Geomorphological and environmental studies of karst, Northwest Nelson, New Zealand (2003)
Type of ContentTheses / Dissertations
Degree NameMaster of Science
PublisherUniversity of Canterbury. Geology
AuthorsRichards, Danette Trudy Wardshow all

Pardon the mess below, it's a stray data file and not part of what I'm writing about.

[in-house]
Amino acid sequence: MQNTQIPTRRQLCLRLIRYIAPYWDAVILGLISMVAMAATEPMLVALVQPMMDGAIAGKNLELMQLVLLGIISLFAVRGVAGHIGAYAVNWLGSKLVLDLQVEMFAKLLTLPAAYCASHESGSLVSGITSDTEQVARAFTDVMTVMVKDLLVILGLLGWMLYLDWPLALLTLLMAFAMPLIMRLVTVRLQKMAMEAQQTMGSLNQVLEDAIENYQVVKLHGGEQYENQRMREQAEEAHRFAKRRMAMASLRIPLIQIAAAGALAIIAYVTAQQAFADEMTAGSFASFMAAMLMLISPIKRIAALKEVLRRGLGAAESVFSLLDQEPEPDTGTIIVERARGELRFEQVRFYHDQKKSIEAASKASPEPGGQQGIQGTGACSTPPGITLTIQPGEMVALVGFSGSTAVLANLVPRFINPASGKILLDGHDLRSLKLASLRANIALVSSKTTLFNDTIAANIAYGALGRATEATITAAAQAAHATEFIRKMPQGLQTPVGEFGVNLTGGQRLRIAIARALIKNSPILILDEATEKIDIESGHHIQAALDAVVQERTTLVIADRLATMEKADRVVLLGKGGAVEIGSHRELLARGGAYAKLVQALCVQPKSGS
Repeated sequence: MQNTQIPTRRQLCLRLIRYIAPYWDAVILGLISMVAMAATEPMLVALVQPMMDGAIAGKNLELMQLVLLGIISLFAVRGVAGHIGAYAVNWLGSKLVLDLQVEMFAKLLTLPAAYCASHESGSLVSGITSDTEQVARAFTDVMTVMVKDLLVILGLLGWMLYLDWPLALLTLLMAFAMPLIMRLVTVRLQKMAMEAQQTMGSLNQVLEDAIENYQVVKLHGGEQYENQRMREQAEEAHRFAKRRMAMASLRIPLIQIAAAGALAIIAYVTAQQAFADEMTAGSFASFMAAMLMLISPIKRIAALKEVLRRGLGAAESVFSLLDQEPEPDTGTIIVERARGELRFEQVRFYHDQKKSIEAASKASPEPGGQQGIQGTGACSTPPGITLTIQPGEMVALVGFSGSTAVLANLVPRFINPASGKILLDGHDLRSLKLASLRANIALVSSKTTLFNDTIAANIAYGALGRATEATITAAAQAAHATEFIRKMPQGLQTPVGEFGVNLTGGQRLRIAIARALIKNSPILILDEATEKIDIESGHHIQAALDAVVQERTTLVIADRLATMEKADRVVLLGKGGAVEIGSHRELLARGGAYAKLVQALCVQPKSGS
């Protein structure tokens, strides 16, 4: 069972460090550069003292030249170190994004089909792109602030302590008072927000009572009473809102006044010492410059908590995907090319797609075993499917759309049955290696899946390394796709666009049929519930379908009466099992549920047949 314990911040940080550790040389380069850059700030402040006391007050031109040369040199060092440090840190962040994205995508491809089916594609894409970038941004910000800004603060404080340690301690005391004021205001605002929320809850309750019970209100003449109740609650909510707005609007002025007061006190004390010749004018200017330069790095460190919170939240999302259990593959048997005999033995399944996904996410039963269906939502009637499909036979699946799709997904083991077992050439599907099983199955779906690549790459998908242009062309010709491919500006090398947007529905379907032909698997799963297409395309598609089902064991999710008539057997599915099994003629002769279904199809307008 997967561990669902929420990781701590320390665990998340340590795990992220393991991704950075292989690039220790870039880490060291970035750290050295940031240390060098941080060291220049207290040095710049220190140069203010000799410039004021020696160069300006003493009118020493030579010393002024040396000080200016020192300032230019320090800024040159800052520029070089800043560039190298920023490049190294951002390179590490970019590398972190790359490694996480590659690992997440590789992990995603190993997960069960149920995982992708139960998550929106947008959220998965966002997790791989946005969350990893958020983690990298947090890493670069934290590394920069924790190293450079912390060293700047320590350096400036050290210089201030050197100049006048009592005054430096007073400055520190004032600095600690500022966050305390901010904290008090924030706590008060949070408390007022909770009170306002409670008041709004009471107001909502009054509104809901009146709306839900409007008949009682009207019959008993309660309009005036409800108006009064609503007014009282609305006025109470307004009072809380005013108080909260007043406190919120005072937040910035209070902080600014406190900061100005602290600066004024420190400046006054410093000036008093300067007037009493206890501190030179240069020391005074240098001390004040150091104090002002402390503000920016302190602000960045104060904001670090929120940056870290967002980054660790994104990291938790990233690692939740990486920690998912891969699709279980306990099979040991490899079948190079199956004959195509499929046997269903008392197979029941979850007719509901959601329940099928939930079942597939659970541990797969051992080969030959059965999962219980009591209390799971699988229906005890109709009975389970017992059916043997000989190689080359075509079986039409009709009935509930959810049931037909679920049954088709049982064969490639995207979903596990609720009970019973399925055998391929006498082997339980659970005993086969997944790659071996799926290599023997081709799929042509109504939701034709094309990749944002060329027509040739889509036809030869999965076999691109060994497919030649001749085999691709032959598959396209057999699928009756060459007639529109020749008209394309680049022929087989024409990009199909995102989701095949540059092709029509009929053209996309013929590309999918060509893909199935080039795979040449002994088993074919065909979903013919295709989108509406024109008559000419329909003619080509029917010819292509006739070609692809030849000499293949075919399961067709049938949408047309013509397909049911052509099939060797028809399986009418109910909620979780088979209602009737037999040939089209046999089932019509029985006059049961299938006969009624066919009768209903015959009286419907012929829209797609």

This study describes the characteristics of the karst terrains and evaluates the surface and subsurface processes operating on the karst systems located between the Takaka and Riwaka Valleys, northwest Nelson, New Zealand. The purpose of this study is to differentiate between natural environmental and human induced changes in the karst system, and where possible, quantify human impacts. Detailed geomorphological mapping at 1:7500 scale was used to compile an inventory of the karst geomorphology. Geomorphological classification of the surface karst features and an assessment of the lithological and geological variations resulted in the identification of eight karst land systems or zones, in which a similar pattern of topography, hydrology, surface features and soils are recognised. Based on the predominant landforming processes, the karst zones: Kairuru, Takaka Plateau, Canaan South, Canaan North, Pikikiruna, Takaka Walkway, East Takaka and Pohara, are categorised into three groups. Solution is the dominant process in the first group (Takaka Plateau and Takaka Walkway) which is characterised by internal drainage and a lack of surface streams, rolling topography, numerous, well-formed dolines and karren, and exposed rock surfaces. In the second group (Canaan South, Canaan North, and Pikikiruna), wide karst valleys, numerous alluvial dolines, covered rock surfaces and focused allogenic recharge occur in response to combined fluvial and solutional processes operating on low slope angles. Fluvio-karst processes are also active in the third group, comprising the Kairuru, East Takaka and Pohara zones. This group is characterised by incised karst valleys, mixed drainage systems, steep slopes, and limited doline development. It varies from the low slope - fluviokarst group in that overland flow and lateral solution are common because of the steeper slope gradients. The eight karst zones are useful management units and the vulnerabilities of the karst to human activities has been evaluated using these zones. The primary impact in the zones of the first group is soil erosion. The presently exposed marble surfaces in these karst zones reflect the loss of 10 - 30cm of soil following land clearance c.100 years ago. The impacts of stream and subsurface sedimentation and water quality degradation dominate in the other zones because of focused runoff, allochthonous soils and higher intensity of land use.